After a Baltimore Circuit Court judge overturned Adnan Syed’s murder conviction Monday, she ordered that he be released from custody and placed on home detention monitored by a private company.
Judge Melissa Phinn outlined exactly what Syed, who is still charged in the 1999 killing of Hae Min Lee, is allowed to do while city prosecutors determine in the next month whether to retry the 41-year-old in his high school ex-girlfriend’s death or drop the charges.
Syed is under the supervision of ALERT Inc., one of a handful of private home detention companies that operates in Maryland. According to Phinn’s order, Syed is allowed to leave his family’s home in Baltimore County to do the following:
- Work or seek employment.
- Meet with his lawyer.
- Attend “personal or family medical appointments.”
- Meet with ALERT personnel.
The precise terms of Syed’s home detention give more context to his comparatively dignified release from custody Monday, which came on the heels of city prosecutors’ move to vacate his conviction.
Prosecutors are not ready to say that Syed is innocent, but cited the results of an approximately yearlong review of the case, conducted alongside his defense attorney, in asking for the conviction to be undone.
The probe, prosecutors said, revealed two alternative suspects in Lee’s killing, known to authorities who investigated the homicide but not disclosed to Syed’s defense then or thereafter. City prosecutors said the lack of disclosure was a serious violation of the law, and prevented Syed from getting a fair trial. Along with since-discredited evidence used against Syed at trial, prosecutors said the issues raised were enough to doubt the integrity of his guilty finding.
Maryland Attorney General Brian Frosh, whose office represented the state in Syed’s various appeals, disputed that information was withheld from the defense within hours of Syed’s conviction being overturned. His public comments about the case have triggered a pointed and public back-and-forth with Mosby.
In their motion, Mosby’s prosecutors requested Syed be released pending their decision on how to proceed.
In court Monday, Phinn agreed.
She ordered Syed released immediately: Officers unshackled him in her courtroom and attached a GPS ankle monitor before he descended the steps of the Elijah E. Cummings Courthouse to cheers from supporters who likely came to know of his case from the hit podcast “Serial,” released in 2014 and downloaded hundreds of millions of times.
The monitor strapped to Syed’s ankle came from ALERT, the private home detention company.
Founded in 1985, the business’s website boasts that it tracks clients “with far more security than the traditional probation system.” The company says it collaborates with the court to determine what activities a person ordered on home detention is allowed to do, and notifies the judge who assigned home detention if the person violates the terms of their release.
Unlike home detention overseen by the Maryland Department of Public Safety and Correctional Services, people on private home detention have to pay for it. Maryland law says the state should set aside federal funds to pay for the home detention of those who qualify for it but cannot afford an attorney.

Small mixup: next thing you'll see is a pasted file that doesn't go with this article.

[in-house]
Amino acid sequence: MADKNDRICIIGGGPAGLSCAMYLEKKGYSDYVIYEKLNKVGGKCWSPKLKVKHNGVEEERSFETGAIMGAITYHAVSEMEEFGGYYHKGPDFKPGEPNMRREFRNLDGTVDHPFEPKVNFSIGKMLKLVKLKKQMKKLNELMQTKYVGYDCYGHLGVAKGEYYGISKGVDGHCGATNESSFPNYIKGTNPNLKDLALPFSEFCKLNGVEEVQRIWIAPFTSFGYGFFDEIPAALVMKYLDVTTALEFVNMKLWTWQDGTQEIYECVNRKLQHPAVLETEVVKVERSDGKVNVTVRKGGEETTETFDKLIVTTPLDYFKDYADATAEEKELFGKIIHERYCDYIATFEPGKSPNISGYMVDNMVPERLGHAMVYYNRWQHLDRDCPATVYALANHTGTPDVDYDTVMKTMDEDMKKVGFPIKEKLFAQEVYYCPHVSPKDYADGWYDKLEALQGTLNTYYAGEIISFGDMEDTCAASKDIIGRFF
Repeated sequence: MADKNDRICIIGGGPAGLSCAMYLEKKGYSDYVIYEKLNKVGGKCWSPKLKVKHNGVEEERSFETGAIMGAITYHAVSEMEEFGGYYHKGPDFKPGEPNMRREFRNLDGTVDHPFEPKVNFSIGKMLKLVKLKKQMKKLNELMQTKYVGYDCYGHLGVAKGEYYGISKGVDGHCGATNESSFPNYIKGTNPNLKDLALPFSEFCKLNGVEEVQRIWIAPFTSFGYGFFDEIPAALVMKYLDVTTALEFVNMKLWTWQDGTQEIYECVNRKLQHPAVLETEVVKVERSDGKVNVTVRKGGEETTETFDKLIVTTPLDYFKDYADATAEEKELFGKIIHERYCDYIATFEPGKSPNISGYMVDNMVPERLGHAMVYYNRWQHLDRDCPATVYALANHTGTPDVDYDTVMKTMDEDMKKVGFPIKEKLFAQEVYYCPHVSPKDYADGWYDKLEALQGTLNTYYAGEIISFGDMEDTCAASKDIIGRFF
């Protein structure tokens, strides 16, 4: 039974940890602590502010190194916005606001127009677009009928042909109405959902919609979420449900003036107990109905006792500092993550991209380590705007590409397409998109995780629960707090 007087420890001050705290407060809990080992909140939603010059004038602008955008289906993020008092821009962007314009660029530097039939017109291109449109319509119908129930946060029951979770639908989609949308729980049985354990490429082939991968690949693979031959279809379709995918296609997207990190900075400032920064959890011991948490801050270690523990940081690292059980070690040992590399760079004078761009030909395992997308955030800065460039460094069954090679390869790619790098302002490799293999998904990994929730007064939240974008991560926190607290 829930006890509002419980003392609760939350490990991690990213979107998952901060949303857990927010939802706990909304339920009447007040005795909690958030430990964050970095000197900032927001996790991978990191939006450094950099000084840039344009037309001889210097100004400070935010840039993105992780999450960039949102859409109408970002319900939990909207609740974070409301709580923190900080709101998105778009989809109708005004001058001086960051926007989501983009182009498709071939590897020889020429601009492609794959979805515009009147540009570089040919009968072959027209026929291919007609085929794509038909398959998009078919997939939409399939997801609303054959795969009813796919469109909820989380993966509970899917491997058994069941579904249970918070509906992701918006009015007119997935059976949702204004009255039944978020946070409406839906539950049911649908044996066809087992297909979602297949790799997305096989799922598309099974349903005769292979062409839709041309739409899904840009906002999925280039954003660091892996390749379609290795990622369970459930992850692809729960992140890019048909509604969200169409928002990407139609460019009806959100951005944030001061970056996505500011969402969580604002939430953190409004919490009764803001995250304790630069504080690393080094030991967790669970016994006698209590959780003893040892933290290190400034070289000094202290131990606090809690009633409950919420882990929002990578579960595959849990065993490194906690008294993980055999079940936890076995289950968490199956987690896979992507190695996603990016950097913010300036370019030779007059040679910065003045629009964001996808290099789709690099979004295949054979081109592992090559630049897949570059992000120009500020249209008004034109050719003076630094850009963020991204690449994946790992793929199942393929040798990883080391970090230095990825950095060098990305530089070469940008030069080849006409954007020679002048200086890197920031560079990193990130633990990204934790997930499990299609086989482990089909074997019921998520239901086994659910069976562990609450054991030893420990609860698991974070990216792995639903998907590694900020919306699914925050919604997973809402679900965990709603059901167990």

Reached briefly by phone, Tim Schlauch, ALERT’s president and executive director, did not comment. He could not be reached later.
Private home detention companies are licensed by the state corrections department and are audited at least once every two years by the Maryland Commission on Correctional Standards, Mark Vernarelli, the state agency’s spokesman, said in an email.
The companies “must also submit certain information and reports to the courts,” Vernarelli said.
With his conviction overturned, Syed, who has maintained his innocence since he was 17 years old, finds himself in an unusual legal-limbo: Free from jail or prison for the first time in 23 years, yet still facing the charges — premeditated murder, kidnapping, robbery and false imprisonment — that put him behind bars to begin with.
Phinn set a deadline of 30 days from her ruling Monday for prosecutors to drop the charges or set a new trial date. The state’s attorney’s office said its decision is contingent upon an ongoing investigation into the alternative suspects as well as additional DNA testing, ordered in March, of evidence collected in Lee’s death.
According to the law, Syed is someone charged with murder awaiting trial. People pending trial for violent crimes as serious as murder are almost never released before trial, according to several legal experts.
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“I’ve had people released on murder charges pretrial, but it’s rare,” said attorney Andrew I. Alperstein. “But there’s nothing ordinary about his case in the posture it’s in at this point.”
Alperstein was one of five defense attorneys who reviewed the order for The Baltimore Sun. The lawyers said the order for home detention was fairly standard, if a little lenient.
Defense attorney Donald Wright said judges in the past have allowed his clients to work existing jobs.
“I’ve never seen them be able to leave and just go look for a job,” Wright said.
He described the last conditions of Phinn’s order in Syed’s case as “unusual.”
At the discretion of ALERT, Phinn’s order said, Syed is allowed to have no more than four hours of “personal time” a week for “shopping, banking and personal hygiene and grooming.” Such errands must be coordinated ahead of time with ALERT.
“No window shopping is permitted,” Phinn’s order said.